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I've got a number of .conf files in the following "lxadmin" directory and suspect that the text "tanguay.info" is in one of them somewhere.

I do this command:

cat /etc/httpd/conf/lxadmin/* | grep "tanguay.info"

And it tells me:

cat: /etc/httpd/conf/lxadmin/forward: Is a directory
Include /home/httpd/tanguay.info/conf/lxadmin.tanguay.info

So I know that it is in there somewhere, but it doesn't tell me in which file.

How can I get it to also tell me in which file the text is located?

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3  
This is a classic useless usage of cat. In 99% of cases you do not need to use cat, as the command you're piping to will take a filename or a list of files. partmaps.org/era/unix/award.html will show you some examples of how to write your commands better. –  David Pashley Jul 5 '09 at 8:14
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9 Answers

up vote 13 down vote accepted

grep "tanguay.info" /etc/httpd/conf/lxadmin/*, as long as the file is not in a subdirectory.

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If there are subdirectories you can use

rgrep "tanguay.info" /etc/httpd/conf/lxadmin/

or

grep -r "tanguay.info" /etc/httpd/conf/lxadmin/

EDIT:

You can also use ack, an enhanced grep written in perl (no deps required on standalone version). ack searches recursively through directories by default.

ack "tanguay.info" /etc/httpd/conf/lxadmin/

On Ubuntu, you can find it in the ack-grep package.

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1  
If grep is given more than one file to search, or you use the recursive search, it will print out the name of matching file at the start of the line. –  David Pashley Jul 5 '09 at 8:11
    
+1 for recommending Ack. After all, it's betterthangrep.com –  Telemachus Jul 5 '09 at 21:34
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What you are looking for is option -H of grep which shows the matching filename together with the match. You can also add -r to search a directory recursively. I.e.

$ grep -r -H "tanguay.info" /etc/httpd/conf/lxadmin/
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find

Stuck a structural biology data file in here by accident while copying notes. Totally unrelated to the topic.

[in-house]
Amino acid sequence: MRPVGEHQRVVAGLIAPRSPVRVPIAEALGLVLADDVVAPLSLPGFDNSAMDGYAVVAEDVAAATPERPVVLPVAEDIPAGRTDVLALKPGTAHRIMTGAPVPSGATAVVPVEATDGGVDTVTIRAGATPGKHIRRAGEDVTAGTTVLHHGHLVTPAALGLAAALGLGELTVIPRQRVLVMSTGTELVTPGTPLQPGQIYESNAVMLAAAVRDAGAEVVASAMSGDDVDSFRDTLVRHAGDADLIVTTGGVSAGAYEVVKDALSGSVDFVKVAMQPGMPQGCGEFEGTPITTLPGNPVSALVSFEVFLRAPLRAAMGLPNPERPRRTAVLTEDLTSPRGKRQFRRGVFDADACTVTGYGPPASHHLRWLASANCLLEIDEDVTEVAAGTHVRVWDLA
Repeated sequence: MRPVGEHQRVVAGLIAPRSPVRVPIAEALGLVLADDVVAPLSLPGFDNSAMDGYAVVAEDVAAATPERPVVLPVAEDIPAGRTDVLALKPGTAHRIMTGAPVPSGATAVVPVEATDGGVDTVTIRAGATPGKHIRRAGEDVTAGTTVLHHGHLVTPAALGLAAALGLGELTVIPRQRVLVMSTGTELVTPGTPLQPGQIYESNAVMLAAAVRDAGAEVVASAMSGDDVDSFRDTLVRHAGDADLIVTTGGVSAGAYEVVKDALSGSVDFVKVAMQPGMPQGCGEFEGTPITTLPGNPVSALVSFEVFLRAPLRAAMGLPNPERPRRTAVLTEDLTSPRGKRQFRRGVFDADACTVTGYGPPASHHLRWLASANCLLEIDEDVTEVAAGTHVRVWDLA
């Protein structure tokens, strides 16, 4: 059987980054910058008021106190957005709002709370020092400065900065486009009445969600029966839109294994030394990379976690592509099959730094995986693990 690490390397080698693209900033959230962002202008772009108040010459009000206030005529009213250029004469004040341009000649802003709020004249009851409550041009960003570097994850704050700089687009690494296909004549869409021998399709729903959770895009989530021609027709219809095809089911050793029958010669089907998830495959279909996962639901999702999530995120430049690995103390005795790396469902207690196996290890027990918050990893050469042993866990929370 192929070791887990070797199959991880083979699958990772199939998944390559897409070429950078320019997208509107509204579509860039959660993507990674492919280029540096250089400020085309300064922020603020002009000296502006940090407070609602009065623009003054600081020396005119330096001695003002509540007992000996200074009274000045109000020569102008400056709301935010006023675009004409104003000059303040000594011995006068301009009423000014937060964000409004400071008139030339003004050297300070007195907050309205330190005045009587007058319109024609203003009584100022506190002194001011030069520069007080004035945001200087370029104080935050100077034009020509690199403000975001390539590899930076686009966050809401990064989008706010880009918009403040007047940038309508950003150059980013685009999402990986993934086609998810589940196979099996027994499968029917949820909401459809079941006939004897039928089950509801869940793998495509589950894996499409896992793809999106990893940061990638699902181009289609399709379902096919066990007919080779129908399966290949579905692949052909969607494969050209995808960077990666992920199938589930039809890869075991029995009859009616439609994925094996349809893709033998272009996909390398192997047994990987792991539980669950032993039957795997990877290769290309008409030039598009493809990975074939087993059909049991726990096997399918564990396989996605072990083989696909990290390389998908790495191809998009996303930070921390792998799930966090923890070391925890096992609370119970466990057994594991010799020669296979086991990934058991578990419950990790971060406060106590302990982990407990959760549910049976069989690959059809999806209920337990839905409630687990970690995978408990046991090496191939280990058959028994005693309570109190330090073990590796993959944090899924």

find . | xargs grep 'string' -sl

The -s is for summary and won't display warning messages such as grep: ./directory-name: Is a directory

The -l is for list, so we get just the filename and not all instances of the match displayed in the results.

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4  
-1 First of all, never use find and xargs without using -print0 with find and -0 with xargs, or files with spaces will cause you problems. Secondly, you've just reimplemented "grep -r", badly. Thirdly, -s is "suppress error messages", not "summary" –  David Pashley Jul 5 '09 at 8:09
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# cd /directory/of/files/
# grep -A 5 -B 5 'keywords' *

show 5 lines before and 3 lines after so that you can see the context of the keywords

makes all the difference in understanding how the keywords are used in the file

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grep -Rl "tanguay.info" /etc/httpd/conf/lxadmin/
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On windows systems:

type *.* | find "<string>"

The quotes must be in there, by the way.

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You can use backquote to find only in files. [ ` -> key left to Number 1 key above to Tab key]

grep -wn "tanguay.info" find /etc/httpd/conf/lxadmin/ -iname "*.conf"

The above code will first get the *.conf files and then search the "tanguay.info" among the result.

Run the above command in a super user login to avoid permission problems.

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The solition below is very similar to Izzy's response above but offers a little more flexibility. I find it very useful when I need to do a little more than xargs will allow (especially on older SunOS systems where grep -r or rgrep is not available)

find . -name "*.conf" -exec grep -l tanguay.info {} \;

Quite simply, you are finding all the *.conf files and executing a grep on each result that is found. The \; completes the -exec portion of the command.

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